(NaturalNews) McCandless' position in her book, "Children with Starving Brains: A Medical Treatment Guide for Autism Spectrum Disorder," is that ASD is a complex syndrome based on physiological and biochemical disorders that have as a common end-point the cognitive and emotional impairment that we generally associate with autism. In other words, aside from rare genetic cases such as an autism derived from Fragile X syndrome, it has become evident that these are physically ill children who can be greatly helped medically, behaviorally, and cognitively by proper diagnosis and treatment of their underlying medical conditions. This is a vital breakthrough in understanding and one that many practitioners have had a hard time grasping. In the past, autism and other conditions in the autism spectrum were considered "psychiatric" or behavior disorders, with only psychiatric or behavioral approaches considered as appropriate treatments. Consequently, since they are physically ill, affected children require an all-encompassing, natural intervention to maximize their healing potential.
Studies have shown that ASD children, compared to controls with neurotypical children, report higher occurrences of the following nutrient levels:
• Increased serum copper
• Magnesium deficiency
• Increased copper/zinc ratios
• Iron deficiency
• Increased glutamate
• Zinc deficiency
• Decreased vitamin B6
• B12 deficiency
• Decreased plasma sulphate
• Calcium deficiency
• Decreased methionine
• Fatty acid deficiencies
• Decreased glutamine
• Inadequate vitamins A, D, and E
• Decreased amino acids tyrosine, carnosine, lysine, hydroxylysine
Many experts have further noted that several common factors are seen in most ASD patients; namely, impaired immunity, GI inflammation, higher infection rate and subsequent increased use of antibiotics, impaired nutritional status, maldigestion/malabsorption, and decreased ability to metabolize toxins like heavy metals and pathogens. The crux of the all-encompassing, natural intervention model; therefore, is to restore proper brain function by balancing the nutrients above. This can be done in a variety of ways; namely nutrition, supplements, chiropractic, acupuncture, etc. This approach, though, has been criticized by the medical model because it apparently takes longer than other modalities and may not be as complete with older children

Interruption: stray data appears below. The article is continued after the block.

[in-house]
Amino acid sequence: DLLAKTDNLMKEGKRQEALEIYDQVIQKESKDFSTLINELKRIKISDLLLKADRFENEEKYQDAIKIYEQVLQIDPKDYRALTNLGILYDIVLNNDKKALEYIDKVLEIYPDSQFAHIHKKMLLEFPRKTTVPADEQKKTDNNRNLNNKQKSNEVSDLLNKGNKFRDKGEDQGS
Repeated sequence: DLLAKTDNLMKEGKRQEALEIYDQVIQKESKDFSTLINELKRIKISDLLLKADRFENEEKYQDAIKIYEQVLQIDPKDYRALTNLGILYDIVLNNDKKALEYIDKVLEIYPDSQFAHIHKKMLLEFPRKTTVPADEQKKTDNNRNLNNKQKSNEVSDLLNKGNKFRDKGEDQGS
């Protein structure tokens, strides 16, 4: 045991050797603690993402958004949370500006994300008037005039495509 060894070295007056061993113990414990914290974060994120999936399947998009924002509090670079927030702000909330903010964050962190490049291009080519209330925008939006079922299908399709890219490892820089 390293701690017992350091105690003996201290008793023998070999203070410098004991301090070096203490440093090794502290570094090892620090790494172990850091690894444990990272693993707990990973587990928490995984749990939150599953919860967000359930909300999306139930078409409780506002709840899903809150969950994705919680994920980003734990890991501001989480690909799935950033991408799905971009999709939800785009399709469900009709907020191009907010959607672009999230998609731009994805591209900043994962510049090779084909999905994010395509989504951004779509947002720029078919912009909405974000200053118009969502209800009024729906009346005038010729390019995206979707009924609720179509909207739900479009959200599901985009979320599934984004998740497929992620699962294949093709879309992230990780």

since biochemical abnormalities and toxic conditions have already become a part of their cellular functioning and are therefore harder to change. The "golden window" of opportunity, they contend, has been suggested to be between 18 months and five years of age, though it is never too late to initiate care. Many older children and adults have experienced dramatic results as well.
This criticism from the medical community is false. Research is full of evidence-based, "natural" interventions that have dramatic, rapid results. If you suspect your child has autism, contact your natural health care provider as soon as possible.Sources for this article include
McCandless, J. Children with starving brains
: a medical treatment guide for autism spectrum disorder 2nd ed. Bramble Books, Putney. 2003.
Guliani K, Rubin D. Improvements in developmental delay, colic, and GERD in a Child Undergoing Chiropractic Care: A Case Report and Review of Literature. J Pediatr Matern & Fam Health Chiropr 2012; 1:online access only (4 pages).
Benach JL, Li E, McGovern MM. A microbial association with autism
. MBio. 2012;3(1).
Jyonouchi H, Geng L, Ruby A, Reddy C, Zimmerman-Bier B. Evaluation of an association between gastrointestinal symptoms and cytokine production against common dietary proteins in children with autism spectrum disorders. J Pediatr. 2005;146(5):605-10.
Ibrahim SH, Voigt RG, Katusic SK, Weaver AL, Barbaresi WJ. Incidence of gastrointestinal symptoms in children with autism: a population-based study. Pediatrics. 2009;124(2):680-6.
Scelfo TA, Chelenyak PL. Resolution of autistic symptoms in a child
undergoing chiropractic care to correct vertebral subluxations: A case study: case report. J Pediatr Matern & Fam Health Chiropr 2011; 4:106-110.About the author:
Journalist, medical researcher, speaker, and life coach, Eric L. Zielinski has been writing prolifically since 1998. Formerly trained as primary care provider and peer-review researcher, he has published an eclectic selection of health content for several print and online publications. Zielinski earned his Bachelor of Arts in English from Wayne State University in 2002 and is currently wrapping up his Doctorate of Chiropractic at Life University along with a Masters of Public Health at Emory University. Visit his blog. Track his work on facebook. Read Eric's other naturalnews.com articles.